Disease Proof

Vitamin D Too Low in Moms and Newborns -- UPDATE --

Expectant mothers need more sun. Presented at the Pediatric Academic Societies annual meeting, scientists recommend women of childbearing age spend more time in the sun in order to get sufficient vitamin D. Researchers found over one-third of mothers and 58% of their infants have vitamin D deficiency at birth. Blood samples from 433 women and 376 newborns, within 72 hours of birth, revealed low vitamin D was present in 36% of mothers, with deficiency was considered severe in roughly two-thirds of cases; Reuters reports.

The sun is important to our health. We convert ultraviolet rays into vitamin D, which tells our bodies to absorb calcium and phosphorus. Other studies show mom’s getting enough sun exposure strengths their children’s bones. Now, Dr. Fuhrman sells a vitamin D supplement, in vegan and non-vegan formulations.

In related news, insufficient vitamin D has been linked sudden cardiac death, such as heart failure and cardiac muscle performance, and rickets in young children.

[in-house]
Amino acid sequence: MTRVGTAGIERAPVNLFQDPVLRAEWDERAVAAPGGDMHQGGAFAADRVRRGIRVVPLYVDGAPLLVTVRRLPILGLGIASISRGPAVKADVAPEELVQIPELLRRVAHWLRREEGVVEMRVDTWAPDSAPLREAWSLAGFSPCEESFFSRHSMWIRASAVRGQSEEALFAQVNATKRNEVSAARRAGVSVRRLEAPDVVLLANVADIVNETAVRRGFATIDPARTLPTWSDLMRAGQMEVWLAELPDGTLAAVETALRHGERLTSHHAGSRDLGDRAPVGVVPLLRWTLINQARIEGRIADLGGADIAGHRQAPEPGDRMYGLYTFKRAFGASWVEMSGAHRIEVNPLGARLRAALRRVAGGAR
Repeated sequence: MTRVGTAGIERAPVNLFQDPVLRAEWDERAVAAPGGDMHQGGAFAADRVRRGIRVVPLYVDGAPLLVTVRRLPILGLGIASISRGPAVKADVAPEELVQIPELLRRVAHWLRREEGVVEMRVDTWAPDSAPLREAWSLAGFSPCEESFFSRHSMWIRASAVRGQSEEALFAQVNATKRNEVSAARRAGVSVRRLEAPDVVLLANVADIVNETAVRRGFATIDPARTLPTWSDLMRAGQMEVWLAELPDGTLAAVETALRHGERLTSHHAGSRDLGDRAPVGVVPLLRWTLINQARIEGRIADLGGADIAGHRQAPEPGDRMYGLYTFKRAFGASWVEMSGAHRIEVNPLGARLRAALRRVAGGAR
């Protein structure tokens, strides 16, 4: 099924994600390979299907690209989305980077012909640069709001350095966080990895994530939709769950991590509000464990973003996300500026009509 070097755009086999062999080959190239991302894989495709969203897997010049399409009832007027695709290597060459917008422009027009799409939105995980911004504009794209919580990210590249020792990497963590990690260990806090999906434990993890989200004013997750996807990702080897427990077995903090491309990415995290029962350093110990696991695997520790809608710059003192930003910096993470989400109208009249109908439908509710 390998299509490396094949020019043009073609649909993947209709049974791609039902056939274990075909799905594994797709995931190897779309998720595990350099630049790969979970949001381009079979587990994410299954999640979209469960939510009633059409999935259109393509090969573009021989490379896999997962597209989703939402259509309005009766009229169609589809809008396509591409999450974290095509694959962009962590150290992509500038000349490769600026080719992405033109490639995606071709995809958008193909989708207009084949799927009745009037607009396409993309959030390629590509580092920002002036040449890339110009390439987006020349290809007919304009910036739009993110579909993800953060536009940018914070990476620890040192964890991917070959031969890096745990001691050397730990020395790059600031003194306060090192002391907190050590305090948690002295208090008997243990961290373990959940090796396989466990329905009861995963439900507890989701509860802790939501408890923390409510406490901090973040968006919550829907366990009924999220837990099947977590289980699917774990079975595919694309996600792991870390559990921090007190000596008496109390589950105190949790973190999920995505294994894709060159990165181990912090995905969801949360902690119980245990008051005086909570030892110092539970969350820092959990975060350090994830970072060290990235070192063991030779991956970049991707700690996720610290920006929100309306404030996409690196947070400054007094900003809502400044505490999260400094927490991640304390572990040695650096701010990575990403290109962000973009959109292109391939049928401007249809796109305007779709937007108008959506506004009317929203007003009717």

UPDATE: Dr. Fuhrman had some thoughts on this report:

Mothers should be taking Vitamin D supplements and document the adequacy of their Vitamin D with a blood test and also babies and mom’s in northern climates, not getting sufficient sunshine, should use a baby Vitamin D supplement or they can twist open half a capsule of my OsteoSun and sprinkle some of the tasteless white powder into the babies food, water or breast milk.

Image credit: tanakawho

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Comments (1) Read through and enter the discussion with the form at the end
diane lassen - May 8, 2009 5:48 AM

We all need more sunshine in our lives- literally! As a nurse and health counselor, I have been checking women's vitamin D levels and have yet to find someone who is even above the minimal RDA requirement of 32. In the spring, we are at our lowest levels, after the long, sunless, winter. It is important to supplement with at least 2000 IU of vitamin D3 daily and to have your levels of 25 (OH) vitamin D checked in the spring and fall. As for the sun, we have been trained to encourage our patients to wear sunblock on every square inch of our exposed bodies-- sunscreens that have chemicals that have been proven to be neurotoxins, carcinogens and endocrine disruptors. We need honest-to-goodness sun on our bodies. Not a lot, but enough to pink us up a bit. Strive for that sun-kissed look. Then apply the chemical free sunscreen as can be found in products made my Mychelle and Lavera. Summer is coming! Soak up the goodness!!

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